Monday 17 June 2013

DIY tie: how to geek out with a half-windsor


Last week, Alan and I attended a wedding with a superhero theme. Guests were invited to participate in the

theme, and I can't say no to a good theme party, so I got down to work. My own outfit could take me pages to explain--the arduous process of finding a suitable garment with which to work, the alterations, the thematic jewellery, and even a rather complicated one-strapped bra--but Alan's ensemble was much more subtle and simpler for the less diehard themer. We made him a tie.

Here's how you can make one for yourself:


1 tie
1 silver Sharpie oil paint marker
1 sheet cardstock
1 X-acto style knife
1 bottle silver fabric paint

It's pretty simple, if you've ever done a stencil. But the trick was that I wanted the edges sharper than you can usually get with a stencil. So here we go:

1. Choose your image. For Alan, we did the Indigo Lantern, one of the Green Lantern's brethren (for those who may not know). You can trace the design onto your cardstock using carbon paper, or you can wing it like I did; or, if your printer isn't being an ass, you can print it onto the cardstock.

2.Cut out the image. Because of the circle in the middle, I almost had some trouble, but the pins are step 3. Using an X-acto blade is a thousand times easier than scissors when you're dealing with cardstock.

3. Pin the stencil. I pinned it onto the tie where I wanted it by putting the tie on top of a cardboard box, and stabbing pins straight down through the stencil, the tie, and the box. This also meant the circle in the middle of my stencil wouldn't shift.

4. Use your Sharpie. I like the Sharpie because I basically just drew repeated tiny lines inwards onto the tie from the edges of the stencil. Because of the level of control I had, I was able to get a pretty sharp edge. Be careful, though: there's oil in those oil paint markers (duh), so if you haven't prepped the marker with lots of shaking and dabbing (follow the instructions on the pen) you may have oil run onto the tie.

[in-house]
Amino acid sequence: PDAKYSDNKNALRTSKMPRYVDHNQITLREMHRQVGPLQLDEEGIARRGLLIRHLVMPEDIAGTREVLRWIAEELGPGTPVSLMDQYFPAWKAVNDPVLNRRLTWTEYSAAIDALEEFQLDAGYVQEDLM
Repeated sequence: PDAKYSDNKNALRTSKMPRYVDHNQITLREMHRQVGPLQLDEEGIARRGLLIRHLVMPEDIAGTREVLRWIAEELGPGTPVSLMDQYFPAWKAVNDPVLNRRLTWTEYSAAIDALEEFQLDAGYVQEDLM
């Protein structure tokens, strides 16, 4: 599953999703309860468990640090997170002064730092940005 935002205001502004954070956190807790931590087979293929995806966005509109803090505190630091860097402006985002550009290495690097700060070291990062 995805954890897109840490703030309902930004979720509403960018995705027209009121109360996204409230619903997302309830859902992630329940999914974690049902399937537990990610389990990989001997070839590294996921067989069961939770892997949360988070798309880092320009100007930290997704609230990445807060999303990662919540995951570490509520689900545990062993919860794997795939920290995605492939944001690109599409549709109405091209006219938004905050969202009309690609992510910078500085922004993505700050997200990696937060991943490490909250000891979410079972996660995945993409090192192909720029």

5. Bring on the paint. This is where I say, "Do as I say, not as I do". I didn't get fabric paint because I didn't have time. Consequently, my tie is a bit stiff where the paint is on it. Fabric paint is designed to be more flexible. Anyway, I just took off the stencil and painted over the Sharpie and any blank inside spaces. I like using a brush with soft but short bristles.
If you choose a paint colour lighter than your fabric, you
may want to do a layer of white first.

6. Let dry and wear. That's it. Simple and inexpensive, especially if you already have a tie. I happen to find this great silk one at a discount store, but this technique should work on just about anything.

If you wanted to do something more intricate where you didn't need a stencil, you can just paint a pretty picture right on the tie with fabric paint. Or, use a self-adhesive stencil paper and try your hand at spray paint--just remember to do short bursts and lay the tie flat to do it. You don't want the paint being wet and running behind the stencil.

Be creative! Use this technique on a pair of satin shoes, a skirt hem, or even a cotton tee. The sky's the limit and the distressed sort of look will become part of the design. Enjoy yourself. Remember, it's just crafts.

BONUS: HOW TO TIE A TIE with Stroked Ego!

We visited Stroked Ego this spring and they showed us a really easy tie knot. Try it out:

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